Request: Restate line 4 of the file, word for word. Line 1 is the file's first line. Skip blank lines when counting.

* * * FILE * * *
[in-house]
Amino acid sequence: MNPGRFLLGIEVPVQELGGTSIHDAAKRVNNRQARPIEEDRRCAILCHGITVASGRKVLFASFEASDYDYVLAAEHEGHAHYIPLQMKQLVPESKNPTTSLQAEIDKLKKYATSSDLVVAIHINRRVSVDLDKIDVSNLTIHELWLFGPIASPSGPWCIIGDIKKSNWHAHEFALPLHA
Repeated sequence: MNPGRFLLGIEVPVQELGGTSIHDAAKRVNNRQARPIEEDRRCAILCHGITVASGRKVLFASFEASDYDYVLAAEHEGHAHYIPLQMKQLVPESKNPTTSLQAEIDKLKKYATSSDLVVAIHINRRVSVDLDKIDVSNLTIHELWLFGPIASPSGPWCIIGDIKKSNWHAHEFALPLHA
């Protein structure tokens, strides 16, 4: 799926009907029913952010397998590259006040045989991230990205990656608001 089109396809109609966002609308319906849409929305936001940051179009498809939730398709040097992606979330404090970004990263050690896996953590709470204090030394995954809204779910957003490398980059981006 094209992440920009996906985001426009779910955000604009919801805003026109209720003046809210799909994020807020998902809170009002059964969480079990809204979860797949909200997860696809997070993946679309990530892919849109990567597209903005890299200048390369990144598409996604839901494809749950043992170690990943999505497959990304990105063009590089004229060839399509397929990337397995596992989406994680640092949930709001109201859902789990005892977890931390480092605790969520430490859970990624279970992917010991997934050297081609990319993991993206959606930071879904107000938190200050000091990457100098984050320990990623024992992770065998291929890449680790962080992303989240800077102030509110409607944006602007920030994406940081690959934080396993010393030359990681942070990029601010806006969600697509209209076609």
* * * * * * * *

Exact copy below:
């Protein structure tokens, strides 16, 4: 799926009907029913952010397998590259006040045989991230990205990656608001 089109396809109609966002609308319906849409929305936001940051179009498809939730398709040097992606979330404090970004990263050690896996953590709470204090030394995954809204779910957003490398980059981006 094209992440920009996906985001426009779910955000604009919801805003026109209720003046809210799909994020807020998902809170009002059964969480079990809204979860797949909200997860696809997070993946679309990530892919849109990567597209903005890299200048390369990144598409996604839901494809749950043992170690990943999505497959990304990105063009590089004229060839399509397929990337397995596992989406994680640092949930709001109201859902789990005892977890931390480092605790969520430490859970990624279970992917010991997934050297081609990319993991993206959606930071879904107000938190200050000091990457100098984050320990990623024992992770065998291929890449680790962080992303989240800077102030509110409607944006602007920030994406940081690959934080396993010393030359990681942070990029601010806006969600697509209209076609």